Day Two

Miles Travelled: 173



We started our second day with a morning stroll to Ben Nevis. We were sorely tempted to climb it, but I hadn’t allowed for the seven to nine hour ascent and descent time on my spreadsheet, so instead we soaked up the energy and the scenery (as well as soaking up the rain!) North_Coast_500_Ben_Nevis
We both decided we would return to climb it soon with our sense of adventure building. From Nevis we drove to the Black Isle (named maybe because of its soil or maybe because of the lack of snow on its hills or maybe neither!) and made our first official North Coast 500 stop at Fortrose. The intended first stop was Fortrose Cathedral but instead we found ourselves queuing for the car park at Chanonry Point at rising tide. A quick Google told me that rising tide was the perfect time to see dolphins there and unfortunately everyone else knew it. We learnt our first NC 500 lesson about car parks: they are small and often occupied by large motorhomes and campers. A twenty-minute queue around the already full car park got us in and out and back on the single-track road towards Fortrose and our original cathedral stop.

Fortrose Cathedral once served all the Highlands and today stands as a ruin. In contrast to the dolphin spotting, there were no other tourists with us – just two men cutting the grass. However, I would recommend it as a stop if you have time. The Cathedral is medieval in origin and once collected the income of thirty-one churches across the Highlands. It served as the burial place for nobles and clergymen, most notable being 400 years of Barons from the Munro Clan. Our trip to Fortrose was made complete by a stop in The Union Tavern, the warm and friendly local for warm and friendly locals, and the Cromarty Bakery. There were two bakeries in Fortrose and the first we came across had a big sign boasting it was Scotland’s Best Bakery. However, it had no produce left to sell not long after midday when we strolled past. The coffee and generous portions of cake we bought from the Cromarty Bakery were delicious compensation.



We decided not to return to Chanonry Point and dealt with the fact the dolphins would remain unseen – by us at least. It was a cold, wet, and windy day and if I were a dolphin I would have stayed at home! We moved onto the town of Cromarty and views over the Cromarty Firth. Here we saw the remnants of Scotland’s oil industry, the shadows of the former seaport, and the never forgotten footprints of the British Navy. Again, we didn’t see any other tourists; but I would strongly recommend a visit to you. Cromarty really touched a part of me. I made a mental note to read some of the work of the town’s most famous resident Victorian geologist and writer Hugh Miller. The sign starting his trail informed us ‘Cromarty still retains the atmosphere of that bygone age’ but I would argue that Cromarty retains the atmosphere of many bygone ages. The Emigration Stone of 2002 now looks as weathered and old as the 200-year-old ships whose names it bears. When you stand there looking out into the harbour you can almost hear the cheers (that sound like wails) of those setting sail to new lives in unknown places. I was starting to see the start of our North Coast 500 as a journey through the ages of Scotland. From cathedral clans to 20th century oil. I was excited by the next chapters of the story still waiting for us ….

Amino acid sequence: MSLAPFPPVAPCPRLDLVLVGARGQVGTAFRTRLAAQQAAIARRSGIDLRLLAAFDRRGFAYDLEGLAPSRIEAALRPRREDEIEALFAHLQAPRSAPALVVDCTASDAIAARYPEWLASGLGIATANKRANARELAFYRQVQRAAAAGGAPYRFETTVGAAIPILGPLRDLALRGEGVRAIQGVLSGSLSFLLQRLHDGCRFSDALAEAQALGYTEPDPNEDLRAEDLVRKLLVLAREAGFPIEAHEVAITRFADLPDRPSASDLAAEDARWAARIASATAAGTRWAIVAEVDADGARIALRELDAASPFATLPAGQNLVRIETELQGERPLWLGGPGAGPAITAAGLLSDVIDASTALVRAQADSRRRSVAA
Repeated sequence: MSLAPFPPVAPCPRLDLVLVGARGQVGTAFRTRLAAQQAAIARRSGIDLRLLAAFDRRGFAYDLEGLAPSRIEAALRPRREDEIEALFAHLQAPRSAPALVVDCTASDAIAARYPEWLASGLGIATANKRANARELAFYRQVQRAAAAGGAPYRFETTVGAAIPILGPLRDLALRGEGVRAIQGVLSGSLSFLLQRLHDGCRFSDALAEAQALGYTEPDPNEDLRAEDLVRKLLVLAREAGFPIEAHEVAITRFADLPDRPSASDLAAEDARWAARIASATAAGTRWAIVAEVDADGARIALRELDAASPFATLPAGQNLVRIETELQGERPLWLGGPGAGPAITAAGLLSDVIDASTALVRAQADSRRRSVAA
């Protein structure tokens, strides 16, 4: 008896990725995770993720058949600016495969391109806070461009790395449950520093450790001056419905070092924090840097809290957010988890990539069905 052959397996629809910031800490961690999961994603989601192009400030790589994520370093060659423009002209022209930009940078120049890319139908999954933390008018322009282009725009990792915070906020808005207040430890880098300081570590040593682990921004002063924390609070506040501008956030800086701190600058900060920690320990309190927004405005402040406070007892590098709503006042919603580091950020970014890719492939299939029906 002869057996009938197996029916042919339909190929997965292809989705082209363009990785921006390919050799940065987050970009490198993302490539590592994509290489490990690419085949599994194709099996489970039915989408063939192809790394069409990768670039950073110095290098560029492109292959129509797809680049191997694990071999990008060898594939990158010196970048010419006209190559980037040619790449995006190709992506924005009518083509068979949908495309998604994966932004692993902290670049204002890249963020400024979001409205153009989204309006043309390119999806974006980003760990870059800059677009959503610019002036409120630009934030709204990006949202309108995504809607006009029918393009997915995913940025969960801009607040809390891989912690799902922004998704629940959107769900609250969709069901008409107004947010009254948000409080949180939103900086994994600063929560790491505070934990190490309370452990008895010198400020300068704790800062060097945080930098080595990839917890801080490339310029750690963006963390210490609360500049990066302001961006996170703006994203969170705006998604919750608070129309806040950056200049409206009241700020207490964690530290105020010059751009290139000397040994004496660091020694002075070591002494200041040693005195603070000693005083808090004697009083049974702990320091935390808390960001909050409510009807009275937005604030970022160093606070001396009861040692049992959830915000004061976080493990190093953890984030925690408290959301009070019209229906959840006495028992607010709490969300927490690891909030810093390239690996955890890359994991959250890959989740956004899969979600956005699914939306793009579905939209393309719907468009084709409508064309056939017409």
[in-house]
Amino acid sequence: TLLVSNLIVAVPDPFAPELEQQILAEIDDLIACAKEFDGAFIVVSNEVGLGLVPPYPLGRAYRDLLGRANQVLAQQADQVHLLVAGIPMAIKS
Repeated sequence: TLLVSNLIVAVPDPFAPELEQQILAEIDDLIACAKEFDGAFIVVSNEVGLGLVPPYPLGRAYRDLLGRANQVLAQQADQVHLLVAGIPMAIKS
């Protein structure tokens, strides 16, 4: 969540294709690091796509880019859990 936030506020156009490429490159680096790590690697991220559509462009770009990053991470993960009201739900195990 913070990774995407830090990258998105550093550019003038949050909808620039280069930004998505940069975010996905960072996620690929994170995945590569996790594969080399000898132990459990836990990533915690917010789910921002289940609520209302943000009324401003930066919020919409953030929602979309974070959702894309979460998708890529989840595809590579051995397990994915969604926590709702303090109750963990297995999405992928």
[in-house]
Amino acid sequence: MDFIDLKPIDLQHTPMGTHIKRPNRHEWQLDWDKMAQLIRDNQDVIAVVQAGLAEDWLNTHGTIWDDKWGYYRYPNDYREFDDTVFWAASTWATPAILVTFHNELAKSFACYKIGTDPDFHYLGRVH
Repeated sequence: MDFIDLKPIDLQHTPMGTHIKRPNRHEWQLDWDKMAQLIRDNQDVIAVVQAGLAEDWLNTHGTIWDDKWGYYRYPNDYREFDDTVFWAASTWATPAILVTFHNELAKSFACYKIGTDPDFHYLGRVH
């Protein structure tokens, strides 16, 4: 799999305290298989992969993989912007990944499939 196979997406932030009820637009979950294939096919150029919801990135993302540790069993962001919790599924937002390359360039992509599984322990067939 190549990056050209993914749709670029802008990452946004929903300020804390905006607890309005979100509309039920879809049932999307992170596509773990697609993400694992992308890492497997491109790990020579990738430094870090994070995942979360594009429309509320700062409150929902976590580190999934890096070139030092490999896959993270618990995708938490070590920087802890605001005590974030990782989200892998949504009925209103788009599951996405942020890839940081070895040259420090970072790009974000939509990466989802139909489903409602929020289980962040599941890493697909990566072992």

Dunrobin Castle


Dunrobin Gardens

From Cromarty we made some castle stops. The first was Tulloch Castle, just outside Dingwall, which is now a hotel and was once the home of my own clan. The hotel was still closed from Covid so we pulled up and out after a few snaps for me to remember my ancestral residence! The second stop at Dunrobin Castle is more conventional for the NC500 tourist. Although its origins are the Middle Ages, the impressive building and beautiful gardens we saw date from the mid-1800s. With 189 rooms, Dunrobin is the largest house in the North of Scotland and is in good condition. I must share that my most exciting find was the giant rhubarb or ‘dinosaur food’ in the garden! For those who know their stuff, the official name is gunnera manicata and I had to snap a photo straight away for my 8-year-old girl back home still obsessed with dinosaurs.


From Dunrobin to Wick and our stop for the night at Mackays Hotel. Another building that took us back to a bygone time when warmth and hospitality were the things that mattered most to guests tired and weary from their travels. In fact, many travellers would argue they still are! JD said it was like ‘staying at your Granny’s’: warm and cosy with a homecooked, locally sourced dinner and a dram of whisky to wash it down. I would happily stay in Mackays again and highly recommend both it and Wick to any NC500 traveller. Have the monkfish and the cheeseboard followed by Old Pulteney in the cocktail bar. You won’t regret it!

Upon returning home, we also discovered Wick is home to the world’s shortest street – Ebenezer Place – which also happens to be where Mackay’s No 1 Bistro restaurant is the only residence. 


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